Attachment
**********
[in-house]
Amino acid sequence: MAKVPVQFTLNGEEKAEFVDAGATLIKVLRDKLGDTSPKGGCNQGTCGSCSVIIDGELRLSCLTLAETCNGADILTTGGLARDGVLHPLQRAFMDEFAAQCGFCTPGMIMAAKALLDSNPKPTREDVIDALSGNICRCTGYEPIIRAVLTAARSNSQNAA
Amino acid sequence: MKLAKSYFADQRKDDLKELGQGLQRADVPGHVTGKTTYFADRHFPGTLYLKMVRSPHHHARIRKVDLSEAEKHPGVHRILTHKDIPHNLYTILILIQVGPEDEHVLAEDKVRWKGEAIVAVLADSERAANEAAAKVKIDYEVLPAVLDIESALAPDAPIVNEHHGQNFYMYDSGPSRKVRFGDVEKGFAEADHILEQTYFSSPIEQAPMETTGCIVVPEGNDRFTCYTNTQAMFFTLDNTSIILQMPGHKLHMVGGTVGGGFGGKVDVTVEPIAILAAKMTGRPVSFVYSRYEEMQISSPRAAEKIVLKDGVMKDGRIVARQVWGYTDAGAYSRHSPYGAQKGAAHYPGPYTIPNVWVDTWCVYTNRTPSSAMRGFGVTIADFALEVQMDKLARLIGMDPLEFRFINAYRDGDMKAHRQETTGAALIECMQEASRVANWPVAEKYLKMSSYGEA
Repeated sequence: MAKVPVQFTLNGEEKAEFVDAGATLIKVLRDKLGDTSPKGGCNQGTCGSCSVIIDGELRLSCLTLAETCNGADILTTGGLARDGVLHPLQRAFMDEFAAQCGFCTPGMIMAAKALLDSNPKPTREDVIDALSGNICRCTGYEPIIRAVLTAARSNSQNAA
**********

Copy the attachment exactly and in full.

[in-house]
Amino acid sequence: MAKVPVQFTLNGEEKAEFVDAGATLIKVLRDKLGDTSPKGGCNQGTCGSCSVIIDGELRLSCLTLAETCNGADILTTGGLARDGVLHPLQRAFMDEFAAQCGFCTPGMIMAAKALLDSNPKPTREDVIDALSGNICRCTGYEPIIRAVLTAARSNSQNAA
Amino acid sequence: MKLAKSYFADQRKDDLKELGQGLQRADVPGHVTGKTTYFADRHFPGTLYLKMVRSPHHHARIRKVDLSEAEKHPGVHRILTHKDIPHNLYTILILIQVGPEDEHVLAEDKVRWKGEAIVAVLADSERAANEAAAKVKIDYEVLPAVLDIESALAPDAPIVNEHHGQNFYMYDSGPSRKVRFGDVEKGFAEADHILEQTYFSSPIEQAPMETTGCIVVPEGNDRFTCYTNTQAMFFTLDNTSIILQMPGHKLHMVGGTVGGGFGGKVDVTVEPIAILAAKMTGRPVSFVYSRYEEMQISSPRAAEKIVLKDGVMKDGRIVARQVWGYTDAGAYSRHSPYGAQKGAAHYPGPYTIPNVWVDTWCVYTNRTPSSAMRGFGVTIADFALEVQMDKLARLIGMDPLEFRFINAYRDGDMKAHRQETTGAALIECMQEASRVANWPVAEKYLKMSSYGEA
Repeated sequence: MAKVPVQFTLNGEEKAEFVDAGATLIKVLRDKLGDTSPKGGCNQGTCGSCSVIIDGELRLSCLTLAETCNGADILTTGGLARDGVLHPLQRAFMDEFAAQCGFCTPGMIMAAKALLDSNPKPTREDVIDALSGNICRCTGYEPIIRAVLTAARSNSQNAA